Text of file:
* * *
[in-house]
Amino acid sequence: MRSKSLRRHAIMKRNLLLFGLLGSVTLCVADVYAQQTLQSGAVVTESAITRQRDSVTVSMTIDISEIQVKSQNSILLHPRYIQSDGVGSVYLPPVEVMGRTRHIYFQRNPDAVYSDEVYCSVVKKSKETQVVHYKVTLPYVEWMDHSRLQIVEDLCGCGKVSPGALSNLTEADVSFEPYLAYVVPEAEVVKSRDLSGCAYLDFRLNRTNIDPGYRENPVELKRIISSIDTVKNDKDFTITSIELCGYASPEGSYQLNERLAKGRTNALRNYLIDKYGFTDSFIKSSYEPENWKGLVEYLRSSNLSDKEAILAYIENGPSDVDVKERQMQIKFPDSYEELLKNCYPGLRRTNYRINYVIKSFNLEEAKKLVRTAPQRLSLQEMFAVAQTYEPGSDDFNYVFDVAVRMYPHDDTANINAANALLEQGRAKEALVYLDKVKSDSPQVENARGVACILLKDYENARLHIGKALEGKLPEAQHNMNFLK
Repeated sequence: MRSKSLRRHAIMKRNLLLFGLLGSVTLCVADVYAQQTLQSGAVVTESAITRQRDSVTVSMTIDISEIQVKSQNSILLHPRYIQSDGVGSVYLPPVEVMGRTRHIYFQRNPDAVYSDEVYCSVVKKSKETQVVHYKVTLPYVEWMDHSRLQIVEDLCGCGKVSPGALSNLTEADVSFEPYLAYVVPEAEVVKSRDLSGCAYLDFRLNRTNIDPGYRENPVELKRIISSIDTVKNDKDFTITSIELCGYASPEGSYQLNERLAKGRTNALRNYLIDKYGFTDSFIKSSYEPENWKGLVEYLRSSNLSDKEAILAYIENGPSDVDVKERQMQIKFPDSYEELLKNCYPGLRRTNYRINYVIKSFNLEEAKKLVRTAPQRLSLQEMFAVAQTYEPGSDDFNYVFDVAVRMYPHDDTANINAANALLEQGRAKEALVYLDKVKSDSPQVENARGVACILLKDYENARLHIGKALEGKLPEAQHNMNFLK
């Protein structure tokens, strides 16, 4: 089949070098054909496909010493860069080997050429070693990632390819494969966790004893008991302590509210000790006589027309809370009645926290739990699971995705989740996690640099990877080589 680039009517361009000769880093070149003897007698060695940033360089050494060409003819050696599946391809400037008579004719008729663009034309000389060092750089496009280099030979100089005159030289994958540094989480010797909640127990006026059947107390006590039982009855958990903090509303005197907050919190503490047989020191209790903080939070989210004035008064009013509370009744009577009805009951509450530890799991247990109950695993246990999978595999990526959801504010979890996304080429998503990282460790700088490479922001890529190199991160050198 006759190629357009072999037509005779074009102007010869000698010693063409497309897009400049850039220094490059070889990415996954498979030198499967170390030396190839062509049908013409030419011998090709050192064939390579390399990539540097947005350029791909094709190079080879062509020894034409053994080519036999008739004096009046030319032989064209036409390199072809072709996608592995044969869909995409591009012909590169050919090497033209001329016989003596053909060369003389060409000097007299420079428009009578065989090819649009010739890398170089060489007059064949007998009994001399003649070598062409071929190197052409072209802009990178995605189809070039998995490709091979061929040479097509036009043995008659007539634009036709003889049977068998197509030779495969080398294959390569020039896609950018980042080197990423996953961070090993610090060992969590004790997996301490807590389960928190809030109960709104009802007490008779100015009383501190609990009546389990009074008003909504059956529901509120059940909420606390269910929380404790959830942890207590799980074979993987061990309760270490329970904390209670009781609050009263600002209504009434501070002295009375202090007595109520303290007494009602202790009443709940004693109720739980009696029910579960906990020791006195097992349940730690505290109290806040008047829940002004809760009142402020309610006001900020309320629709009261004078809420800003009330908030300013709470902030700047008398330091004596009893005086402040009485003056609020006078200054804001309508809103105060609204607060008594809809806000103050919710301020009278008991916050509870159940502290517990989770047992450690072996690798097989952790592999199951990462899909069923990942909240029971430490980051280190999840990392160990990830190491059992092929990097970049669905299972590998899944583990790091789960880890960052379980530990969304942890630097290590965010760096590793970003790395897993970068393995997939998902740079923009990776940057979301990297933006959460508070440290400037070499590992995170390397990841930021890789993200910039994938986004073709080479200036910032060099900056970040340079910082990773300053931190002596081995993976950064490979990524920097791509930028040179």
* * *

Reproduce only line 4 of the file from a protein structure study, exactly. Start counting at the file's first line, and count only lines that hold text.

């Protein structure tokens, strides 16, 4: 089949070098054909496909010493860069080997050429070693990632390819494969966790004893008991302590509210000790006589027309809370009645926290739990699971995705989740996690640099990877080589 680039009517361009000769880093070149003897007698060695940033360089050494060409003819050696599946391809400037008579004719008729663009034309000389060092750089496009280099030979100089005159030289994958540094989480010797909640127990006026059947107390006590039982009855958990903090509303005197907050919190503490047989020191209790903080939070989210004035008064009013509370009744009577009805009951509450530890799991247990109950695993246990999978595999990526959801504010979890996304080429998503990282460790700088490479922001890529190199991160050198 006759190629357009072999037509005779074009102007010869000698010693063409497309897009400049850039220094490059070889990415996954498979030198499967170390030396190839062509049908013409030419011998090709050192064939390579390399990539540097947005350029791909094709190079080879062509020894034409053994080519036999008739004096009046030319032989064209036409390199072809072709996608592995044969869909995409591009012909590169050919090497033209001329016989003596053909060369003389060409000097007299420079428009009578065989090819649009010739890398170089060489007059064949007998009994001399003649070598062409071929190197052409072209802009990178995605189809070039998995490709091979061929040479097509036009043995008659007539634009036709003889049977068998197509030779495969080398294959390569020039896609950018980042080197990423996953961070090993610090060992969590004790997996301490807590389960928190809030109960709104009802007490008779100015009383501190609990009546389990009074008003909504059956529901509120059940909420606390269910929380404790959830942890207590799980074979993987061990309760270490329970904390209670009781609050009263600002209504009434501070002295009375202090007595109520303290007494009602202790009443709940004693109720739980009696029910579960906990020791006195097992349940730690505290109290806040008047829940002004809760009142402020309610006001900020309320629709009261004078809420800003009330908030300013709470902030700047008398330091004596009893005086402040009485003056609020006078200054804001309508809103105060609204607060008594809809806000103050919710301020009278008991916050509870159940502290517990989770047992450690072996690798097989952790592999199951990462899909069923990942909240029971430490980051280190999840990392160990990830190491059992092929990097970049669905299972590998899944583990790091789960880890960052379980530990969304942890630097290590965010760096590793970003790395897993970068393995997939998902740079923009990776940057979301990297933006959460508070440290400037070499590992995170390397990841930021890789993200910039994938986004073709080479200036910032060099900056970040340079910082990773300053931190002596081995993976950064490979990524920097791509930028040179």